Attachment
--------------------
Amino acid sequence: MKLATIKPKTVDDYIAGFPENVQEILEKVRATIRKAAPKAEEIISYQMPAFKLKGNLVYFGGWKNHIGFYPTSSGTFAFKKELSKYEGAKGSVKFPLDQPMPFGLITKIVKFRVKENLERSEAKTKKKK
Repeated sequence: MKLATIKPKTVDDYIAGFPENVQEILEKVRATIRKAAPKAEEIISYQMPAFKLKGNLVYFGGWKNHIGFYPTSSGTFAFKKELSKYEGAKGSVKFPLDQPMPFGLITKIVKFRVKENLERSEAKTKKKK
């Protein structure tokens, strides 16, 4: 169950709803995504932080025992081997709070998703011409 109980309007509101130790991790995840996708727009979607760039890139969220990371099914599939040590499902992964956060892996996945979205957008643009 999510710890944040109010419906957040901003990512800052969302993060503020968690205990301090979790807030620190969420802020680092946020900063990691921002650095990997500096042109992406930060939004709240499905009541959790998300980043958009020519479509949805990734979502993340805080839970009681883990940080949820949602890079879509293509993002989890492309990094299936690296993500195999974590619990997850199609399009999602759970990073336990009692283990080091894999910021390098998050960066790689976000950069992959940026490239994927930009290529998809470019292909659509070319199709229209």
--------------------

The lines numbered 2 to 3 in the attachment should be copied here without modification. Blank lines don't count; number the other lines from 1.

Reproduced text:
Repeated sequence: MKLATIKPKTVDDYIAGFPENVQEILEKVRATIRKAAPKAEEIISYQMPAFKLKGNLVYFGGWKNHIGFYPTSSGTFAFKKELSKYEGAKGSVKFPLDQPMPFGLITKIVKFRVKENLERSEAKTKKKK
């Protein structure tokens, strides 16, 4: 169950709803995504932080025992081997709070998703011409 109980309007509101130790991790995840996708727009979607760039890139969220990371099914599939040590499902992964956060892996996945979205957008643009 999510710890944040109010419906957040901003990512800052969302993060503020968690205990301090979790807030620190969420802020680092946020900063990691921002650095990997500096042109992406930060939004709240499905009541959790998300980043958009020519479509949805990734979502993340805080839970009681883990940080949820949602890079879509293509993002989890492309990094299936690296993500195999974590619990997850199609399009999602759970990073336990009692283990080091894999910021390098998050960066790689976000950069992959940026490239994927930009290529998809470019292909659509070319199709229209």